India’s island city of Mumbai is all about noise: a constant car-honking stream of vehicles and people. It was silenced for eight hours Saturday as the 2011 Cricket World Cup final was played, but then burst back into life to signal India’s victory. Colorful explosions lit up the skyline as an astonishing number of fireworks were let off, continuing for an hour after the match.
Even after the fireworks had run out, ear-splitting firecrackers kept punctuating the gap between vehicles beeping and drums beating. We went out on to the streets to film near our hotel in Worli, south Mumbai. We saw mopeds buzzing around, mainly ridden by young men, bare-chested and faces painted, with the pillion passenger waving an India flag.
Whole communities that had gathered to watch the game together spilled out of their apartment blocks to celebrate. Some had created posters of the players and were dancing and drinking in front of them, taking photos there because they knew they couldn’t get near the real team in the Wankhede Stadium across town.
At the sight of our camera, the crowd went berserk, clearly desperate to show the world what this victory meant to them. We were mobbed and groped and had to move on.
A 10-minute drive away, we spoke to an equally happy, but more sedate, group from the Sahkar Niwas apartment block in Tardeo. They were jumping for joy by the roadside after watching India’s triumph on a big screen on the roof of their building.
There were more flags and many had marked their foreheads and cheeks with traditional smudges of purple. They ensured my face got painted too.
This is my first visit to India, and although I have heard the phrase “cricket is a religion” many times, you can only truly believe it when you hear the people here tell you. We have spoken to plenty of amateur cricketers playing in Mumbai’s parks this week: they look you in the eye and tell you that star batsman – and local resident - Sachin Tendulkar is God with complete conviction.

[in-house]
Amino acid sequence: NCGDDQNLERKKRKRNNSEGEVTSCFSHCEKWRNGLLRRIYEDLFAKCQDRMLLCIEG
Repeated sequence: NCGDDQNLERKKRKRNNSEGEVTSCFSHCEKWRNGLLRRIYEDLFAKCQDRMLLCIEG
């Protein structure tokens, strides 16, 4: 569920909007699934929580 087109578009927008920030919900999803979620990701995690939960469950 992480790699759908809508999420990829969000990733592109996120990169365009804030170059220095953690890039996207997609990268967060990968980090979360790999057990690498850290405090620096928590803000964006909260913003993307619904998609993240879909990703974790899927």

The sport unites this nation of more than a billion people. Many of them couldn’t even explain the leg-before-wicket rule, but for India cricket is an expression of national pride.
One resident, partying in the street, said to me that he hoped the world would now realize that India is a future superpower. Others agreed with my suggestion that this sporting success was significant enough to be Mumbai’s first decent morale boost since the dispiriting terror attacks here in November 2008, which left more than 160 people dead and hundreds more wounded.
Perhaps it’s is why one of the more unlikely headlines in the newspapers the next morning said simply: “Thank You” – the Sunday Mumbai Mirror reflecting the appreciation of an entire country.
It’s thanks to India’s captain Mahendra Singh Dhoni - or Midas Singh Dhoni as he’s been nicknamed, because everything he touches turns to gold. Yesterday it was for a match-winning innings and a huge Bollywood-style ending when his big six clinched victory.
It was thanks also to Tendulkar for finally adding a World Cup winner’s medal to his long list of batting records.
And thanks to the entire team for living up to their potential, coping with the pressure and winning cricket’s biggest prize on home soil.